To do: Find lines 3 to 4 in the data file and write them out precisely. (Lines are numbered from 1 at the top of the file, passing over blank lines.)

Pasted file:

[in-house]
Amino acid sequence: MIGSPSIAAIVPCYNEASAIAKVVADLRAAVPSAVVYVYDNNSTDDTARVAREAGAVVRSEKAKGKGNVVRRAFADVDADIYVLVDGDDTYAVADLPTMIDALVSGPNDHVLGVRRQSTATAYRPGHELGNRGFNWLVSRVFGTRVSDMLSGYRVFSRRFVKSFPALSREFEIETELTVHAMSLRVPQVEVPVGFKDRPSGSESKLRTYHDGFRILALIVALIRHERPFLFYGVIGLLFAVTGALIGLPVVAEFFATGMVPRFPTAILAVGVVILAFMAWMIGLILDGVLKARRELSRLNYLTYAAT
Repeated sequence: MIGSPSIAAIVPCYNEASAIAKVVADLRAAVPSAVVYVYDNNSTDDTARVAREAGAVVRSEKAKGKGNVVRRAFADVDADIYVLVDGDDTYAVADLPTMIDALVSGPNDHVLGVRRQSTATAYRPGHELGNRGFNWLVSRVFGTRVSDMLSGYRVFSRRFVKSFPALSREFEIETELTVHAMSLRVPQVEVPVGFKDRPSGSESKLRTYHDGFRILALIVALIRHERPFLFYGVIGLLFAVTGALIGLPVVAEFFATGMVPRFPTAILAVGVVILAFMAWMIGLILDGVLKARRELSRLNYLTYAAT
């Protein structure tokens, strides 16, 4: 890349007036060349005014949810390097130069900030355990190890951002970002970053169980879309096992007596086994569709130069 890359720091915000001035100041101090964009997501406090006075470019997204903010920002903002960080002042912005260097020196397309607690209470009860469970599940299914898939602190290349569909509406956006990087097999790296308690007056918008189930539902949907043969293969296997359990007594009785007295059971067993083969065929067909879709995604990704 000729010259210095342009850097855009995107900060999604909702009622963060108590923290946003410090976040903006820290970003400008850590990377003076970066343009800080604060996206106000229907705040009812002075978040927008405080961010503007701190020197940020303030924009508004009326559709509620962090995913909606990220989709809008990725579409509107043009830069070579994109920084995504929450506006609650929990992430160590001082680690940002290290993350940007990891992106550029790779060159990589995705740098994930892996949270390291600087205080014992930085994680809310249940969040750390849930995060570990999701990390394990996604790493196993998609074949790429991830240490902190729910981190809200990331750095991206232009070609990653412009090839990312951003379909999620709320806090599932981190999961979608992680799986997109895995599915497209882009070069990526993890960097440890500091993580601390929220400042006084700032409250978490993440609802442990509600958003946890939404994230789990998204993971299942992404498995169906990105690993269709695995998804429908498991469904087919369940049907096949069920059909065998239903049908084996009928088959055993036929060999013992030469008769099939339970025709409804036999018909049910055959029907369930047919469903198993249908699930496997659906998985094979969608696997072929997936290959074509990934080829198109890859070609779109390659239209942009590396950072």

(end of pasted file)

Repeated sequence: MIGSPSIAAIVPCYNEASAIAKVVADLRAAVPSAVVYVYDNNSTDDTARVAREAGAVVRSEKAKGKGNVVRRAFADVDADIYVLVDGDDTYAVADLPTMIDALVSGPNDHVLGVRRQSTATAYRPGHELGNRGFNWLVSRVFGTRVSDMLSGYRVFSRRFVKSFPALSREFEIETELTVHAMSLRVPQVEVPVGFKDRPSGSESKLRTYHDGFRILALIVALIRHERPFLFYGVIGLLFAVTGALIGLPVVAEFFATGMVPRFPTAILAVGVVILAFMAWMIGLILDGVLKARRELSRLNYLTYAAT
């Protein structure tokens, strides 16, 4: 890349007036060349005014949810390097130069900030355990190890951002970002970053169980879309096992007596086994569709130069 890359720091915000001035100041101090964009997501406090006075470019997204903010920002903002960080002042912005260097020196397309607690209470009860469970599940299914898939602190290349569909509406956006990087097999790296308690007056918008189930539902949907043969293969296997359990007594009785007295059971067993083969065929067909879709995604990704 000729010259210095342009850097855009995107900060999604909702009622963060108590923290946003410090976040903006820290970003400008850590990377003076970066343009800080604060996206106000229907705040009812002075978040927008405080961010503007701190020197940020303030924009508004009326559709509620962090995913909606990220989709809008990725579409509107043009830069070579994109920084995504929450506006609650929990992430160590001082680690940002290290993350940007990891992106550029790779060159990589995705740098994930892996949270390291600087205080014992930085994680809310249940969040750390849930995060570990999701990390394990996604790493196993998609074949790429991830240490902190729910981190809200990331750095991206232009070609990653412009090839990312951003379909999620709320806090599932981190999961979608992680799986997109895995599915497209882009070069990526993890960097440890500091993580601390929220400042006084700032409250978490993440609802442990509600958003946890939404994230789990998204993971299942992404498995169906990105690993269709695995998804429908498991469904087919369940049907096949069920059909065998239903049908084996009928088959055993036929060999013992030469008769099939339970025709409804036999018909049910055959029907369930047919469903198993249908699930496997659906998985094979969608696997072929997936290959074509990934080829198109890859070609779109390659239209942009590396950072």